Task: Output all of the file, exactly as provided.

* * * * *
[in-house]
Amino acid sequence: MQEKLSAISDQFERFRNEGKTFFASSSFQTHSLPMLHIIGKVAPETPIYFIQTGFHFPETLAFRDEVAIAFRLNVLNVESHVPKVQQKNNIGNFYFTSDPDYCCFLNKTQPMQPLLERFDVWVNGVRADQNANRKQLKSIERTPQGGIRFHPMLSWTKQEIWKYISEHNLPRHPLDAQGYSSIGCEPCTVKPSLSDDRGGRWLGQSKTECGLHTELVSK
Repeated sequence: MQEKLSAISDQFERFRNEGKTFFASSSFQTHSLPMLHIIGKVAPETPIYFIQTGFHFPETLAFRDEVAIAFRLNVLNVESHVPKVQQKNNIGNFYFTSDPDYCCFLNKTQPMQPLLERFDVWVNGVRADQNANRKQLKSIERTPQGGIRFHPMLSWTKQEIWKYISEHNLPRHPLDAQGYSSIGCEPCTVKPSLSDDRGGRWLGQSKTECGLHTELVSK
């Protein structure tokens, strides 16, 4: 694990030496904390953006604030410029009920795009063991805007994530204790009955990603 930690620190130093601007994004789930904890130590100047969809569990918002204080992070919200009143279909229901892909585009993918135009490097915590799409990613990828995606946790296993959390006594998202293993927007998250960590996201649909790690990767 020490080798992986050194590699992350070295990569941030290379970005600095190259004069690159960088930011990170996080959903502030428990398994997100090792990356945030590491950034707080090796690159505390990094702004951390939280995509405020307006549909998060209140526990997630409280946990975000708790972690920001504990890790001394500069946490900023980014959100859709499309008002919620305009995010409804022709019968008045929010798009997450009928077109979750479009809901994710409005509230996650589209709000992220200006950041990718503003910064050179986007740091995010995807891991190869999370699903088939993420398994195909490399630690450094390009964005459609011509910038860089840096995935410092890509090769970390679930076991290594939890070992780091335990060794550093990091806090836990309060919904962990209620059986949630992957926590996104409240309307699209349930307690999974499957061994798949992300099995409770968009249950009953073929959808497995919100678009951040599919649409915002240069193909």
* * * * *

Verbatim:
[in-house]
Amino acid sequence: MQEKLSAISDQFERFRNEGKTFFASSSFQTHSLPMLHIIGKVAPETPIYFIQTGFHFPETLAFRDEVAIAFRLNVLNVESHVPKVQQKNNIGNFYFTSDPDYCCFLNKTQPMQPLLERFDVWVNGVRADQNANRKQLKSIERTPQGGIRFHPMLSWTKQEIWKYISEHNLPRHPLDAQGYSSIGCEPCTVKPSLSDDRGGRWLGQSKTECGLHTELVSK
Repeated sequence: MQEKLSAISDQFERFRNEGKTFFASSSFQTHSLPMLHIIGKVAPETPIYFIQTGFHFPETLAFRDEVAIAFRLNVLNVESHVPKVQQKNNIGNFYFTSDPDYCCFLNKTQPMQPLLERFDVWVNGVRADQNANRKQLKSIERTPQGGIRFHPMLSWTKQEIWKYISEHNLPRHPLDAQGYSSIGCEPCTVKPSLSDDRGGRWLGQSKTECGLHTELVSK
């Protein structure tokens, strides 16, 4: 694990030496904390953006604030410029009920795009063991805007994530204790009955990603 930690620190130093601007994004789930904890130590100047969809569990918002204080992070919200009143279909229901892909585009993918135009490097915590799409990613990828995606946790296993959390006594998202293993927007998250960590996201649909790690990767 020490080798992986050194590699992350070295990569941030290379970005600095190259004069690159960088930011990170996080959903502030428990398994997100090792990356945030590491950034707080090796690159505390990094702004951390939280995509405020307006549909998060209140526990997630409280946990975000708790972690920001504990890790001394500069946490900023980014959100859709499309008002919620305009995010409804022709019968008045929010798009997450009928077109979750479009809901994710409005509230996650589209709000992220200006950041990718503003910064050179986007740091995010995807891991190869999370699903088939993420398994195909490399630690450094390009964005459609011509910038860089840096995935410092890509090769970390679930076991290594939890070992780091335990060794550093990091806090836990309060919904962990209620059986949630992957926590996104409240309307699209349930307690999974499957061994798949992300099995409770968009249950009953073929959808497995919100678009951040599919649409915002240069193909």